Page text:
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U.S. crude stocks rose unexpectedly last week, while gasoline and distillate inventories fell more than expected, as refining activity slowed in the world’s top oil producing country, the Energy Information Administration said on Wednesday.

Crude inventories swelled for a second straight week, rising by 3.2 million barrels to 451.4 million barrels in the week to March 29, the EIA said, compared with analysts’ expectations in a Reuters poll for a 1.5 million-barrel draw.

U.S. gasoline stocks, meanwhile, fell by 4.3 million barrels in the week to 227.8 million barrels, the EIA said, compared with analysts’ expectations in a Reuters poll for a 800,000-barrel draw.

“With refinery utilization increases continuing to struggle, crude inventories have built over the last few weeks awaiting refineries to return to service,” said Andrew Lipow, president of Lipow Oil Associations.

U.S. refiners have reported several major outages this year, with some caused by unplanned electrical issues, fires and winter weather, and others that were planned for maintenance.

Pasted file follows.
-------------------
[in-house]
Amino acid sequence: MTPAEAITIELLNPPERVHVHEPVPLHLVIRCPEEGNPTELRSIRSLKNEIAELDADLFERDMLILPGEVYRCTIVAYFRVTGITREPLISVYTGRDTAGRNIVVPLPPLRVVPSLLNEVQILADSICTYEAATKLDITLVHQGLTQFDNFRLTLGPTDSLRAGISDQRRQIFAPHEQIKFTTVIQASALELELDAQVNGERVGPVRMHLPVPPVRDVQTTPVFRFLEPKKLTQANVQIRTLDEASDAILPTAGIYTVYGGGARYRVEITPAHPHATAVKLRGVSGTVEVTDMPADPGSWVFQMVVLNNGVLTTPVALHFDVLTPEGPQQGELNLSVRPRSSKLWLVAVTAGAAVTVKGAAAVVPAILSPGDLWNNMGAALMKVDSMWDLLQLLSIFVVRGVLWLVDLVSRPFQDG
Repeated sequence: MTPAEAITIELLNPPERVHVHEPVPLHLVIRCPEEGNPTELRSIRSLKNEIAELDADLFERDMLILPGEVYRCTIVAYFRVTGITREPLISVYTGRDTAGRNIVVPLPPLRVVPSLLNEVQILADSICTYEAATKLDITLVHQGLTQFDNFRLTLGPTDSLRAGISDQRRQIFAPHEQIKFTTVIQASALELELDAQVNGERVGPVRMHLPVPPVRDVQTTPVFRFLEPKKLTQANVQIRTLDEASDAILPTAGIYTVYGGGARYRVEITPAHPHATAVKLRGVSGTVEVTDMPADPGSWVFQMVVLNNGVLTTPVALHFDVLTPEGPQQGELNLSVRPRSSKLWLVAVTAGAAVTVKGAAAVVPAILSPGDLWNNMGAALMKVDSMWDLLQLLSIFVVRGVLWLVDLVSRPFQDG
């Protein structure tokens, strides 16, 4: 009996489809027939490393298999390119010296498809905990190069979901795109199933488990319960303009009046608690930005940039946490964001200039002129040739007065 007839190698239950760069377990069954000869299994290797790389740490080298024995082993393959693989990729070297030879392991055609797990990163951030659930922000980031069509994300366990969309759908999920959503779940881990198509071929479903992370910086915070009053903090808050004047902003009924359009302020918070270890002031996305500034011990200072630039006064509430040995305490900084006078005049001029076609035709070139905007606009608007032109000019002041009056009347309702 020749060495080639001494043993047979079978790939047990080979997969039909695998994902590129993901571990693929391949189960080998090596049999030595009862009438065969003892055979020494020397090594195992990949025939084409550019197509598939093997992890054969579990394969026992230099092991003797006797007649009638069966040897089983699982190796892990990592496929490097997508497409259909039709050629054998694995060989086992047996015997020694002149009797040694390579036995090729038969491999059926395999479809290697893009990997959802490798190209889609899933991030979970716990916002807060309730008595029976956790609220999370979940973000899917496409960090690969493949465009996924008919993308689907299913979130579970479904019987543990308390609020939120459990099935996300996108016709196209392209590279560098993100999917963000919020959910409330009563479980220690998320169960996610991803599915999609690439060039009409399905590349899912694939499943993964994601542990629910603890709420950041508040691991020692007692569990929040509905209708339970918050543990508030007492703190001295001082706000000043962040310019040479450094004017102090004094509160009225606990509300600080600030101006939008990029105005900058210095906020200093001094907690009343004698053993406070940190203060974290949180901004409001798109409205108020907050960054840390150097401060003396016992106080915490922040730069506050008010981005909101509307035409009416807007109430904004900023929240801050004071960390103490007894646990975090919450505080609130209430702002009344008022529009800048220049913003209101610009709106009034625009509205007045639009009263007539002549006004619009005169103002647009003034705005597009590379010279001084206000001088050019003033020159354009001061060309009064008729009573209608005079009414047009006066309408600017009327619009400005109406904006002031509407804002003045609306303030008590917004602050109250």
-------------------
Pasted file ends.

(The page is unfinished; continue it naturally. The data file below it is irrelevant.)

Refinery crude runs fell by 35,000 barrels per day last week, while refiners’ utilization rates shed 0.1 per cent in the week to 88.6 per cent.

Those rates are expected to jump as refiners complete maintenance and gear up to meet the needs of more drivers hitting the roads starting in late May.

“We will be looking at that up toward probably 94-95 per cent by the time the summer driving season arrives,” said Tim Evans, an independent energy analyst, referring to refinery utilization rates.

Distillate stockpiles, which include diesel and heating oil also fell as refining slumped and warmer spring weather arrived in parts of the country, with a drop of about 1.3 million barrels in the week to 116.1 million barrels, versus expectations for a roughly 600,000-barrel drop, the EIA data showed.

Oil futures pared gains immediately after the report, with Brent futures trading 85 cents higher at $89.77 a barrel by 10:38 a.m. ET (1437 GMT). WTI futures were up 77 cents at $85.92 a barrel. Both Brent and WTI futures had gained over $1 a barrel ahead of the EIA data.

U.S. crude imports, which edged up last week by 75,000 barrels per day, according to the EIA, also contributed to the crude oil build.

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